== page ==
A Wedding Song for Poorer People by Alfred DePew

A Wedding Song for Poorer People

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These short stories of awkward relationships and crossed destinies take readers to such unusual locations as post-Soviet Russia, the Juilliard School campus, and a state-of-the-art penitentiary.

DePew’s (The Melancholy of Departure, 2013, etc.) collection takes its name from a song in Kurt Weill and Bertolt Brecht’s The Threepenny Opera, which features prominently in the title story. In it, a theater company ventures into Russia shortly after the fall of communism, and they must contend with the shaky environment and its foreboding politics. At the story’s center, Arthur and Irene are close friends and confidants, but their inexplicably platonic relationship becomes strained as uncertainties mount. As they try to explain their artsy gibberish to the cynical Russians they meet, the Western thespians echo the stories’ major motif of artists in crisis. In each of the narratives, a creative professional attempts to reconcile artistic endeavors with the confusion of ordinary life. In “Blind,” Jacob and Miranda are musicians who can’t get their marriage to harmonize; Jacob is too stiff and literal to keep Miranda’s attention, so she prefers the company of a dramatic gossip named Frank. Each story happens in a unique place and time, and the characters endure a variety of burdens, but in each, their desire to be artists is hindered by painful contact with other people. The protagonist of “La Casita,” for example, is a painter who declares, “I have to confess that I’ve sacrificed the sacraments for pigment and linseed oil and scratching away at a surface all day.” The sentiment is beautiful—but then he adds: “And for this I’ve been sent a particular torture: postmodernism.” DePew’s patiently told and beautifully crafted stories are lengthy; three are so long they might be classified as novellas. However, that fact gives the author the space he needs to build two worlds—the artists’ inner lives and the daily existences they struggle with. Overall, they reveal both the turmoil of creativity and the meandering beauty of ordinary human interaction.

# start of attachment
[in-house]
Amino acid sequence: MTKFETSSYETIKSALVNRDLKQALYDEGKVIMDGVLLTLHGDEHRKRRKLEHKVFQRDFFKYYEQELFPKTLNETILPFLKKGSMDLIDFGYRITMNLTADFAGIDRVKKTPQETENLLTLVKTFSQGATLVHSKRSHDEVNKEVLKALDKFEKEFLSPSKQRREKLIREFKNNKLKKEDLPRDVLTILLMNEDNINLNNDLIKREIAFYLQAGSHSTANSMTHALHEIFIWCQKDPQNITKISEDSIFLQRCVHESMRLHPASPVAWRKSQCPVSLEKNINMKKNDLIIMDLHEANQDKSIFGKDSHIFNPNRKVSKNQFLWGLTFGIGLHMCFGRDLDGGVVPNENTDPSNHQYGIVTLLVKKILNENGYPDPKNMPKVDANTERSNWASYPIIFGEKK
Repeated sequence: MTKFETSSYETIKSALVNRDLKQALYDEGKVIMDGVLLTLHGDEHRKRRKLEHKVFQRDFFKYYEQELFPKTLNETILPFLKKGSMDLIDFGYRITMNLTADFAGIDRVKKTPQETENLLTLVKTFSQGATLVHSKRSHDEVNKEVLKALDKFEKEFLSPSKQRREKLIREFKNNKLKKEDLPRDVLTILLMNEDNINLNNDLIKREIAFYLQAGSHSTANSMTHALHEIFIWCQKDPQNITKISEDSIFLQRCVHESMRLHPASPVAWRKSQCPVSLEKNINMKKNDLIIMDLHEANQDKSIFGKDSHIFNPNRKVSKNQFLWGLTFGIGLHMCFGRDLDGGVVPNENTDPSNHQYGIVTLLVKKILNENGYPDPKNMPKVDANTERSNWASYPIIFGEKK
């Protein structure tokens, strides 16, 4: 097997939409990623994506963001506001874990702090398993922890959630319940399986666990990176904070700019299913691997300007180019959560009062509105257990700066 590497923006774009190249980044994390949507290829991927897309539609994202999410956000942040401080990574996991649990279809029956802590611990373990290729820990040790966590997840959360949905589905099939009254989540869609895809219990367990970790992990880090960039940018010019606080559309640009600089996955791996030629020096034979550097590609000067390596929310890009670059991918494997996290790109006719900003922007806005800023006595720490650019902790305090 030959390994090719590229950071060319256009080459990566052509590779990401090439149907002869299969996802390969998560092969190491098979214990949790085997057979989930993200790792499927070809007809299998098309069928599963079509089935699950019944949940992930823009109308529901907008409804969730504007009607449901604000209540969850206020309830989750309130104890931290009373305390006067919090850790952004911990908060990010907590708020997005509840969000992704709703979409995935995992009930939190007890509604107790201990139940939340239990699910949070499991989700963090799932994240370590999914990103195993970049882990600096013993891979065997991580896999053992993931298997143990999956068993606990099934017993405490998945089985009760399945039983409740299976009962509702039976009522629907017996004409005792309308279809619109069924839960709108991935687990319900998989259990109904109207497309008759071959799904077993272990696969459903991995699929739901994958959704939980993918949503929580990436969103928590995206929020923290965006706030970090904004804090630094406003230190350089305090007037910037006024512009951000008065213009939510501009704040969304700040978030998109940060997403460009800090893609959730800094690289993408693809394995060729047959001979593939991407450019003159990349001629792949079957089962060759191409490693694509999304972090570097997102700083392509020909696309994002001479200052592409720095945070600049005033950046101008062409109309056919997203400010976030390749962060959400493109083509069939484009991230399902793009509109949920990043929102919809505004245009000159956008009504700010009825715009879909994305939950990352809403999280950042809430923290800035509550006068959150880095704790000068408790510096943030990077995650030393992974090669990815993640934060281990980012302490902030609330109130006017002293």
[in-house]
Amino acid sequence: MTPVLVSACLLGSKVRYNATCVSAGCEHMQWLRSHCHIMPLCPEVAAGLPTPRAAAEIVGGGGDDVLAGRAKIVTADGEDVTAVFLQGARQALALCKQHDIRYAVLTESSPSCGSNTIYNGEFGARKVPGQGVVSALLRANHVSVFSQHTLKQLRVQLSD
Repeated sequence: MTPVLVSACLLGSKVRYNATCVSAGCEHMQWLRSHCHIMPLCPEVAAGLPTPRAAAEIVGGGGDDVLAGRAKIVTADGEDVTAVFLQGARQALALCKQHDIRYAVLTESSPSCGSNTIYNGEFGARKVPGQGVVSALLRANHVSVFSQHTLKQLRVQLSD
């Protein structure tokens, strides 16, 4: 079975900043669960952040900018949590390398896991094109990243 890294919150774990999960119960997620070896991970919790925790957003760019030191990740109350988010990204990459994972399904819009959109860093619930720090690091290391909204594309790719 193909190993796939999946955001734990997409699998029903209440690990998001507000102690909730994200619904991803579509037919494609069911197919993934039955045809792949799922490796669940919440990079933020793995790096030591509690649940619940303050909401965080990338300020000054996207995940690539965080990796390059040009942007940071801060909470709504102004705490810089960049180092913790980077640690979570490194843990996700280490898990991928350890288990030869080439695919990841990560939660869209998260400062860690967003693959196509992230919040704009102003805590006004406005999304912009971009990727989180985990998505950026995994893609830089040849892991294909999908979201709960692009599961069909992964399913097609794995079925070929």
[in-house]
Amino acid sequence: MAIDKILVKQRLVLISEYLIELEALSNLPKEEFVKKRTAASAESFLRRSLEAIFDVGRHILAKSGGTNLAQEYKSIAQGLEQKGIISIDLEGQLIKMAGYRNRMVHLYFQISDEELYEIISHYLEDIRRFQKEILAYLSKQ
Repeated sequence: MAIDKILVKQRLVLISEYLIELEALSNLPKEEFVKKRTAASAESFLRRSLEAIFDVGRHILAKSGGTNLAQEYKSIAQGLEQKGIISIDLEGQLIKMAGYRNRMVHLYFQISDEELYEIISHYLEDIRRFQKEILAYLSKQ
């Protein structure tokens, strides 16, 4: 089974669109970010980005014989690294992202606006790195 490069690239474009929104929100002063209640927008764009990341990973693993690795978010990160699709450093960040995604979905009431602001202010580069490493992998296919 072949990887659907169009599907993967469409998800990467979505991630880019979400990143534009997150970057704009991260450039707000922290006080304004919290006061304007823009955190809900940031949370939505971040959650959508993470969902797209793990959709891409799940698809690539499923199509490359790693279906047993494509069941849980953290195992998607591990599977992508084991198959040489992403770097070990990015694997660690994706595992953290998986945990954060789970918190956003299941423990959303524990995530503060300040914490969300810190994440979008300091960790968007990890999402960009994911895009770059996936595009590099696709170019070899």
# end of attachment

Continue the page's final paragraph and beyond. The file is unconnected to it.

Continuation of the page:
A diverse collection of rich and eloquent tales.

Pub Date: Nov. 15th, 2014
ISBN: 978-0990768005
Page count: 248pp
Publisher: Mixed Messages Press
Program: Kirkus Indie
Review Posted Online:
Kirkus Reviews Issue: May 1st, 2015


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